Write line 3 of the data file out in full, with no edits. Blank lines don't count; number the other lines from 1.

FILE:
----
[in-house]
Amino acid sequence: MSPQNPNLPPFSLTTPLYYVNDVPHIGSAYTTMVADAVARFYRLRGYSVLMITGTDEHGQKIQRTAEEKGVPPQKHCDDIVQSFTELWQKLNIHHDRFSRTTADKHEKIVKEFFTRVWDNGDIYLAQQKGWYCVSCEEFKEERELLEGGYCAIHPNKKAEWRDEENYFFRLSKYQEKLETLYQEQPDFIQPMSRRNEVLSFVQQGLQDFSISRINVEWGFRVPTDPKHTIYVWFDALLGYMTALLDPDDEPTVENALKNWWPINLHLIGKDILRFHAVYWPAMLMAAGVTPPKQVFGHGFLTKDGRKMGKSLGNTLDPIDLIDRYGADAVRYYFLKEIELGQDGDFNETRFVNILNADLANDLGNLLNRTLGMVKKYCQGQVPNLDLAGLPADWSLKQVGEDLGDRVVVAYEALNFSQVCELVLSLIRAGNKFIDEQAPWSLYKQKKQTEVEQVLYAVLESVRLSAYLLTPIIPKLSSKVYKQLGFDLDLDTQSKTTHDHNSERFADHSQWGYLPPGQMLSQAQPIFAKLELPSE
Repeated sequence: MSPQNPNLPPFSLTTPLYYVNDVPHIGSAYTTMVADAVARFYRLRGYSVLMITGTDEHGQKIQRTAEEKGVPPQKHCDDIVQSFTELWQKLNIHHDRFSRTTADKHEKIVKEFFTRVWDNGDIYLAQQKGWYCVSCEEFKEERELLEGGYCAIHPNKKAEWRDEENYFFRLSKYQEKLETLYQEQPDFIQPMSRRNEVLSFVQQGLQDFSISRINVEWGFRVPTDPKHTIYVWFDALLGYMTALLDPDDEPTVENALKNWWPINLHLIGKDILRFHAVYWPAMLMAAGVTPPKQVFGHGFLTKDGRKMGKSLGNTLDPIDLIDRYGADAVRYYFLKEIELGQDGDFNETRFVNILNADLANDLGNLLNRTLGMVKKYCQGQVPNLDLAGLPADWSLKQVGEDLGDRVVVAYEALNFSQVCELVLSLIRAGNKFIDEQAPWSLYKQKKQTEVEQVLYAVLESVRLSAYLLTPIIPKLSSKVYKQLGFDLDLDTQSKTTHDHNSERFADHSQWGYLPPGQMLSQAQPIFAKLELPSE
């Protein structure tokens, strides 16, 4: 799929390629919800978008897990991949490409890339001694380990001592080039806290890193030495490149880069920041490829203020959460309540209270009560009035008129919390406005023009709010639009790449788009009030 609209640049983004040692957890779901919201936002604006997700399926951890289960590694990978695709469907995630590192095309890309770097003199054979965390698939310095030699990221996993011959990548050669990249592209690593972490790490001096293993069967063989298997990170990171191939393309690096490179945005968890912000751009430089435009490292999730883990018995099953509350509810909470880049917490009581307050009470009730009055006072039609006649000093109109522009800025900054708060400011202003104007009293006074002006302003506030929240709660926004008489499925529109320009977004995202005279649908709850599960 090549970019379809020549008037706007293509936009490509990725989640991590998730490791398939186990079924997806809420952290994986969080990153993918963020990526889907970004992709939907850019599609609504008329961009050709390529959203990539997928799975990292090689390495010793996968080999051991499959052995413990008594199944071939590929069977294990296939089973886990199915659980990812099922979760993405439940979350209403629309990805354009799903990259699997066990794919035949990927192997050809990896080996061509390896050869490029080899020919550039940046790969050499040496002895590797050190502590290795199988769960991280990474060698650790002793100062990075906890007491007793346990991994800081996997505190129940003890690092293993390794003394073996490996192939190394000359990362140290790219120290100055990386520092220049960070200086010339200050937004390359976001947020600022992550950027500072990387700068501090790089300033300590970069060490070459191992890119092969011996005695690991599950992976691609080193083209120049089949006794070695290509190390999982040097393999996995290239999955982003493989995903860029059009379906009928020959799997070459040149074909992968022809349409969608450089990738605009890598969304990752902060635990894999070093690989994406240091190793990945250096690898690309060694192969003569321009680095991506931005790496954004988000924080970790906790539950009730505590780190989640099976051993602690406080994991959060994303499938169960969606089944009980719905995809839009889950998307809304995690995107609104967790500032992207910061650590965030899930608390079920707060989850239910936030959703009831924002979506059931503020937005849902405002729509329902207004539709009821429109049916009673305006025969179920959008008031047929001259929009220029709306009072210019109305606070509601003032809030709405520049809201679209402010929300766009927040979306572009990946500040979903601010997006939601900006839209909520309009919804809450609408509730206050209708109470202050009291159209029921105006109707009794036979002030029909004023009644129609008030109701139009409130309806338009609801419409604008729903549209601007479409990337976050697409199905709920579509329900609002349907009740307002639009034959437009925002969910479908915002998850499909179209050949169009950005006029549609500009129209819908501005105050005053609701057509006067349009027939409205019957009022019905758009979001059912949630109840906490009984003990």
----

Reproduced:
Repeated sequence: MSPQNPNLPPFSLTTPLYYVNDVPHIGSAYTTMVADAVARFYRLRGYSVLMITGTDEHGQKIQRTAEEKGVPPQKHCDDIVQSFTELWQKLNIHHDRFSRTTADKHEKIVKEFFTRVWDNGDIYLAQQKGWYCVSCEEFKEERELLEGGYCAIHPNKKAEWRDEENYFFRLSKYQEKLETLYQEQPDFIQPMSRRNEVLSFVQQGLQDFSISRINVEWGFRVPTDPKHTIYVWFDALLGYMTALLDPDDEPTVENALKNWWPINLHLIGKDILRFHAVYWPAMLMAAGVTPPKQVFGHGFLTKDGRKMGKSLGNTLDPIDLIDRYGADAVRYYFLKEIELGQDGDFNETRFVNILNADLANDLGNLLNRTLGMVKKYCQGQVPNLDLAGLPADWSLKQVGEDLGDRVVVAYEALNFSQVCELVLSLIRAGNKFIDEQAPWSLYKQKKQTEVEQVLYAVLESVRLSAYLLTPIIPKLSSKVYKQLGFDLDLDTQSKTTHDHNSERFADHSQWGYLPPGQMLSQAQPIFAKLELPSE